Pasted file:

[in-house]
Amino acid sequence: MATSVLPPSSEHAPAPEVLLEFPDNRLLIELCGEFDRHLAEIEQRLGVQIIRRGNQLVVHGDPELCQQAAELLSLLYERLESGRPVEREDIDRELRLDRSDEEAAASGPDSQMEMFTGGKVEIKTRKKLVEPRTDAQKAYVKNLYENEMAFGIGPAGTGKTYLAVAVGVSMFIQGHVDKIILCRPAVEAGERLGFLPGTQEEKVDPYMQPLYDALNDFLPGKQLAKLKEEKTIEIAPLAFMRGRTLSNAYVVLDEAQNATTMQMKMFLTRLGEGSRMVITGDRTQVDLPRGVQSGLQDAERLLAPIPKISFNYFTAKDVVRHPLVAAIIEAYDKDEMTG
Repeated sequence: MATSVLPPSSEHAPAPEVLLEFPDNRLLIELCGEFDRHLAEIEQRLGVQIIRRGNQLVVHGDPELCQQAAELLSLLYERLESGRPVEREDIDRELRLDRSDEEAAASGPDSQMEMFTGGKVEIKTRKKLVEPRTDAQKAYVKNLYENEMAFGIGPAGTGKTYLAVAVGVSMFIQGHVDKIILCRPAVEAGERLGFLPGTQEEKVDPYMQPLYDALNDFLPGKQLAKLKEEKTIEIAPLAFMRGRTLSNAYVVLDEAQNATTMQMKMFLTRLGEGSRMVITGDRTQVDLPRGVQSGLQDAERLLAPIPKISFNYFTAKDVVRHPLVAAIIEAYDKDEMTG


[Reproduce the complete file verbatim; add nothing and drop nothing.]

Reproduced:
[in-house]
Amino acid sequence: MATSVLPPSSEHAPAPEVLLEFPDNRLLIELCGEFDRHLAEIEQRLGVQIIRRGNQLVVHGDPELCQQAAELLSLLYERLESGRPVEREDIDRELRLDRSDEEAAASGPDSQMEMFTGGKVEIKTRKKLVEPRTDAQKAYVKNLYENEMAFGIGPAGTGKTYLAVAVGVSMFIQGHVDKIILCRPAVEAGERLGFLPGTQEEKVDPYMQPLYDALNDFLPGKQLAKLKEEKTIEIAPLAFMRGRTLSNAYVVLDEAQNATTMQMKMFLTRLGEGSRMVITGDRTQVDLPRGVQSGLQDAERLLAPIPKISFNYFTAKDVVRHPLVAAIIEAYDKDEMTG
Repeated sequence: MATSVLPPSSEHAPAPEVLLEFPDNRLLIELCGEFDRHLAEIEQRLGVQIIRRGNQLVVHGDPELCQQAAELLSLLYERLESGRPVEREDIDRELRLDRSDEEAAASGPDSQMEMFTGGKVEIKTRKKLVEPRTDAQKAYVKNLYENEMAFGIGPAGTGKTYLAVAVGVSMFIQGHVDKIILCRPAVEAGERLGFLPGTQEEKVDPYMQPLYDALNDFLPGKQLAKLKEEKTIEIAPLAFMRGRTLSNAYVVLDEAQNATTMQMKMFLTRLGEGSRMVITGDRTQVDLPRGVQSGLQDAERLLAPIPKISFNYFTAKDVVRHPLVAAIIEAYDKDEMTG